Compared to antidepressants alone, acupuncture and related therapies plus antidepressants significantly reduced HAMD-17 score at week 1 (pooled standardized mean difference (pooled SMD): -3.74, 95% CI: -4.77 to -2.70) and week 6 (pooled SMD: -2.52, 95% CI: -4.12 to -0.92). Response rate in the combined treatment group was significantly higher than that in the antidepressant alone group (pooled risk ratio (pooled RR): 1.23, 95% CI: 1.10 to 1.39).
Comparison: Acupuncture and related therapies plus antidepressants versus antidepressants alone for patients with depression
Outcomes 1 2
No. of studies (Total no. of participants) 5 (292) 6 (339)
Mean score (SD)/ No. of participants in each group Intervention Not reported/138 Not reported/162
Comparator Not reported/154 Not reported/177
Pooled SMD (95% CI) -3.74 (-4.77 to -2.70) -2.52 (-4.12 to -0.92)
Overall quality of evidence* High Moderate
Outcomes 3
No. of studies (Total no. of participants) 13 (923)
No. of participants who experienced the outcome/ No. of participants in each group Intervention 349/460
Comparator 279/463
Pooled RR (95% CI) 1.23 (1.10 to 1.39)
Overall quality of evidence* High
Keys: SD: standard deviation; SMD: standardized mean difference; RR: risk ratio; CI: confidence interval.
Conclusion
Benefits
This study showed that acupuncture and related therapies plus antidepressants may significantly reduce depression at weeks 1 and 6 when compared to antidepressants alone. The response rate in the combined treatment group was significantly higher than that in the antidepressant alone group. For outcomes 1 and 3, the overall quality of evidence is high. Further research is unlikely to have an important impact on our confidence in this estimate of effect. For outcome 2, the overall quality of evidence is moderate. Further research is fairly likely to have an important impact on our confidence in this estimate of effect.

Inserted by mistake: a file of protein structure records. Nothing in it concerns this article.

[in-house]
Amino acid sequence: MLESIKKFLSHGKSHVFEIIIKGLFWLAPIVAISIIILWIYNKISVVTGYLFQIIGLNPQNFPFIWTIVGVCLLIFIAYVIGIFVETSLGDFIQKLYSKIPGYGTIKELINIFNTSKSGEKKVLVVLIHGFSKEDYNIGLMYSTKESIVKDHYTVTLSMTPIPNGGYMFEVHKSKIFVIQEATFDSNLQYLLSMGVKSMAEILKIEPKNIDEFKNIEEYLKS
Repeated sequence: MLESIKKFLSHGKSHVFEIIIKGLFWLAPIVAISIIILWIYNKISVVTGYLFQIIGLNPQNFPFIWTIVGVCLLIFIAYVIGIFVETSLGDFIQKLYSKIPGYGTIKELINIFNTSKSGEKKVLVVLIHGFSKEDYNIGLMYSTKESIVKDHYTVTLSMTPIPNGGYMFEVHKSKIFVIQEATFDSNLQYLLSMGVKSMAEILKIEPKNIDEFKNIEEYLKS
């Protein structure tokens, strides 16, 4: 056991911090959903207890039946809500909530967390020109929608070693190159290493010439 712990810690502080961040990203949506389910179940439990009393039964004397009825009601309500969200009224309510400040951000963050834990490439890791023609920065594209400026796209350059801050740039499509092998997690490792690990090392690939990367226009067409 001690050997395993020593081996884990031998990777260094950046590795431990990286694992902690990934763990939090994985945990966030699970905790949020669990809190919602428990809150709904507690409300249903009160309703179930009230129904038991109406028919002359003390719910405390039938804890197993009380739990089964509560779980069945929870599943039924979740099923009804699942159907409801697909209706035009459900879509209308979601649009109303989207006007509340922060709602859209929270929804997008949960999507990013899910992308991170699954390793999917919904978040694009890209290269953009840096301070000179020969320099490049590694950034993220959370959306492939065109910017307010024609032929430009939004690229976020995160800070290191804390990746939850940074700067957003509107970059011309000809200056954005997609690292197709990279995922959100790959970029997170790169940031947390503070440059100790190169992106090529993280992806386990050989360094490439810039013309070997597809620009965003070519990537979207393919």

Harms
Adverse events which occurred with antidepressants mainly included nausea, dry mouth, headache and listlessness. These events were most apparent in the first 2 weeks of treatment and then relieved or disappeared as treatment progressed. Two studies reported that there were fewer adverse effects in the acupuncture and related therapies plus antidepressant group when compared to antidepressant alone group.
Link to Original Article
https://www.ncbi.nlm.nih.gov/pubmed/25704563
The synopsis is based on the following article:
Chan YY, Lo WY, Yang SN, Chen YH, Lin JG. The benefit of combined acupuncture and antidepressant medication for depression: a systematic review and meta-analysis. Journal of Affective Disorders. 2015 May 1;176:106-17.


* Interpretation of quality assessment results:
• Very low: Further research is most likely to have an important impact on our confidence in this estimate of effect.
• Low: Further research is likely to have an important impact on our confidence in this estimate of effect.
• Moderate: Further research is fairly likely to have an important impact on our confidence in this estimate of effect.
• High: Further research is unlikely to have an important impact on our confidence in this estimate of effect.
• Very high: Further research is most unlikely to have an important impact on our confidence in this estimate of effect.

Details of assessment method can be found at Chung VC, Wu XY, Ziea ET, Ng BF, Wong SY, Wu JC. Assessing internal validity of clinical evidence on effectiveness of CHinese and integrative medicine: Proposed framework for a CHinese and Integrative Medicine Evidence RAting System (CHIMERAS). European Journal of Integrative Medicine. 2015 Aug 31;7(4):332-41.